For many, myself included, the quintessential depiction of the Teenage Mutant Ninja Turtles will remain the 1990 film adaptation. It hit all the right notes to appeal to both the older viewers of the original Mirage comics as well as the younger audience more familiar with the kid friendly cartoon. Despite incredible success on the small screen and various other media, other film attempts of the terrapin warriors have never quite reached the heights of that first film (and the less said about the Michael Bay produced live-action films the better). With Teenage Mutant Ninja Turtles: Mutant Mayhem, Paramount’s latest endeavor for the franchise, I’d dare say it’s closest yet to replicating the magic of the 1990 film.  

Mutant Mayhem

You all know the story. Four turtle brothers Leonardo (Nicolas Cantu), Donatello (Micah Abbey), Michelangelo (Shamon Brown Jr.) and Raphael (Brady Noon) are mutated by ooze and raised in the sewers by their ninjitsu sensei and rat father Master Splinter (Jackie Chan). Despite Splinter’s warnings about humans (and a running gag about being “milked”) the turtles long to be part of a world they’ve admired from afar. A chance encounter with high school student and aspiring reporter April O’Neil (Ayo Edebiri) inspires the Turtles to join her on a quest for acceptance disguised as fame to uncover the mysterious criminal known as Superfly (Ice Cube), leading to a larger mutant conspiracy with the fate of the world in the balance.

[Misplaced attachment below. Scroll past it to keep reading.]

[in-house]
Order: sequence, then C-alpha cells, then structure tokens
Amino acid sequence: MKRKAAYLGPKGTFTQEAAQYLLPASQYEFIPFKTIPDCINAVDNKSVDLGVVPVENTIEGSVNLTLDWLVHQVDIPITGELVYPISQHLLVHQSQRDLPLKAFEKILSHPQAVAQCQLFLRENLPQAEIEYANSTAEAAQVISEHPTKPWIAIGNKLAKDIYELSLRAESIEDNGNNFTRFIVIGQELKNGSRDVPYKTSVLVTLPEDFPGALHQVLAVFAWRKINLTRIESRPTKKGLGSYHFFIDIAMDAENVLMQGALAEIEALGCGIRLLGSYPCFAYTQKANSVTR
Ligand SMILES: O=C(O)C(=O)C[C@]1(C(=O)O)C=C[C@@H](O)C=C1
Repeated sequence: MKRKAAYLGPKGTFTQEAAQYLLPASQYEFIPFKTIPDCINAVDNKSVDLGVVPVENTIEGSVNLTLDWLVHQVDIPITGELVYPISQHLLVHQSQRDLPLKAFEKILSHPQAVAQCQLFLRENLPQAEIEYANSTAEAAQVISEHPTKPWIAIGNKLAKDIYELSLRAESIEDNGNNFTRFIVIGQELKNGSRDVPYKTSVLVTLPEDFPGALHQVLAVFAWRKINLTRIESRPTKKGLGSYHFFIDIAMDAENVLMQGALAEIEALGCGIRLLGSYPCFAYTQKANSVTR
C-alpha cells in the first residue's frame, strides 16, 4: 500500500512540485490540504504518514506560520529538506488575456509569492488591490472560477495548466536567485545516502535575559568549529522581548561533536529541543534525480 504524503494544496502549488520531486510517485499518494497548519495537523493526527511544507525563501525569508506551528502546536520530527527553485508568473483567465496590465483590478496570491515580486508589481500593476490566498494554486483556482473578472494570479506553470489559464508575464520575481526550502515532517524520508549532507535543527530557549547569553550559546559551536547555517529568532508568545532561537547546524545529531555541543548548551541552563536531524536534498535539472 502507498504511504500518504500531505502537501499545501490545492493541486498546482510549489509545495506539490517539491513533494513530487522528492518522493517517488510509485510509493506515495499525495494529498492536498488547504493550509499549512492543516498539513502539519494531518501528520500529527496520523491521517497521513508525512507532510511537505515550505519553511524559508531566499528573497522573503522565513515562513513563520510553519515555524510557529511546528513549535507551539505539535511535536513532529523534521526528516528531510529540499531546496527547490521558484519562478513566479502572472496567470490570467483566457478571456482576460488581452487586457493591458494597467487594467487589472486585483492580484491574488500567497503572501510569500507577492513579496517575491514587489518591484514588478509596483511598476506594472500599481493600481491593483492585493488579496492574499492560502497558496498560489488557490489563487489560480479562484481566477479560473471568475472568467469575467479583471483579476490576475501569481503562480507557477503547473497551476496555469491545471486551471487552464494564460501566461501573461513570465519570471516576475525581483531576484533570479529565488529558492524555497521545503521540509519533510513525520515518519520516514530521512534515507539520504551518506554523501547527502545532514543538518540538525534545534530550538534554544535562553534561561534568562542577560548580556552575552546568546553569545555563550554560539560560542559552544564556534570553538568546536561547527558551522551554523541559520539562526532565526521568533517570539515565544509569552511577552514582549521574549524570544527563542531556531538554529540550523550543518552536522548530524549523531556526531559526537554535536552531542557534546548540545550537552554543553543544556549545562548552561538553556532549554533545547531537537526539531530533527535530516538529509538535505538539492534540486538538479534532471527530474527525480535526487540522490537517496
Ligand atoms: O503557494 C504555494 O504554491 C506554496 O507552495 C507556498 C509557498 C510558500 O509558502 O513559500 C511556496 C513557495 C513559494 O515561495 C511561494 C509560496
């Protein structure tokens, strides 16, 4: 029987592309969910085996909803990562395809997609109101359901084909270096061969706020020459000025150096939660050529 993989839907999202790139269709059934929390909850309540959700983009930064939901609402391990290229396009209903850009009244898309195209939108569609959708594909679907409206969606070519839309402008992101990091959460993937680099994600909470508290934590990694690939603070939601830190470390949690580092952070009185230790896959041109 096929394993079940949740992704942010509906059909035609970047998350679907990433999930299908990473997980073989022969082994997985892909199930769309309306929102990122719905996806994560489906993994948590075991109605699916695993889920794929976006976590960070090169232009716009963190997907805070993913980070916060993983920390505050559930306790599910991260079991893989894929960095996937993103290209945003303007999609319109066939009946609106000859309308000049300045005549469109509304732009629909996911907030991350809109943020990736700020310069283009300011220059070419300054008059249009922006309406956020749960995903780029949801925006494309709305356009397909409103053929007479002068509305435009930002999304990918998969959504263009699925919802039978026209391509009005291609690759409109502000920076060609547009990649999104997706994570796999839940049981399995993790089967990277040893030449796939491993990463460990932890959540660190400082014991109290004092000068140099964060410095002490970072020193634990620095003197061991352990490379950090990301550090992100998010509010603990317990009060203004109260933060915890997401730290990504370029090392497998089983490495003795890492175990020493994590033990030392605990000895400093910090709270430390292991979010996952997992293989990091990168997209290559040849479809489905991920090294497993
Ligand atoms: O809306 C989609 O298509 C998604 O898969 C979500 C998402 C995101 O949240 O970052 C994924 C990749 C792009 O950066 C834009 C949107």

Under the helm of director Jeff Rowe, who co-wrote the film along with Dan Hernandez, Benji Samit, Seth Rogen & Evan Goldberg, Teenage Mutant Ninja Turtles: Mutant Mayhem isn’t trying to reinvent the wheel, but still manages to put a new spin on the heroes in a half-shell. The four turtle brothers don’t deviate drastically from their established personalities, which have remained fairly consistent over the years, but what sets these versions of the turtles apart from previous incarnations is the inspired decision to cast actual teenage actors to portray the titular characters for the first time in the franchise’s history. This simple yet innovative choice in casting lends a certain authenticity to the performances. It also doesn’t hurt that the filmmakers made the effort to record all four actors together and encouraged them to improvise.

Each actor voices their respective turtle to perfection, but particular praise has to be paid to Cantu as team leader and favorite son Leonardo. He’s basically the equivalent of Cyclops from the X-Men, and thus the easiest to hate. Despite acting as the proverbial stick in the mud early in the film, this iteration of Leonardo has far more nuance than one would expect. It’s a much-needed exploration with a satisfying character arc that showcases what sets Leonardo apart from his brothers and why nobody else but him can lead the team.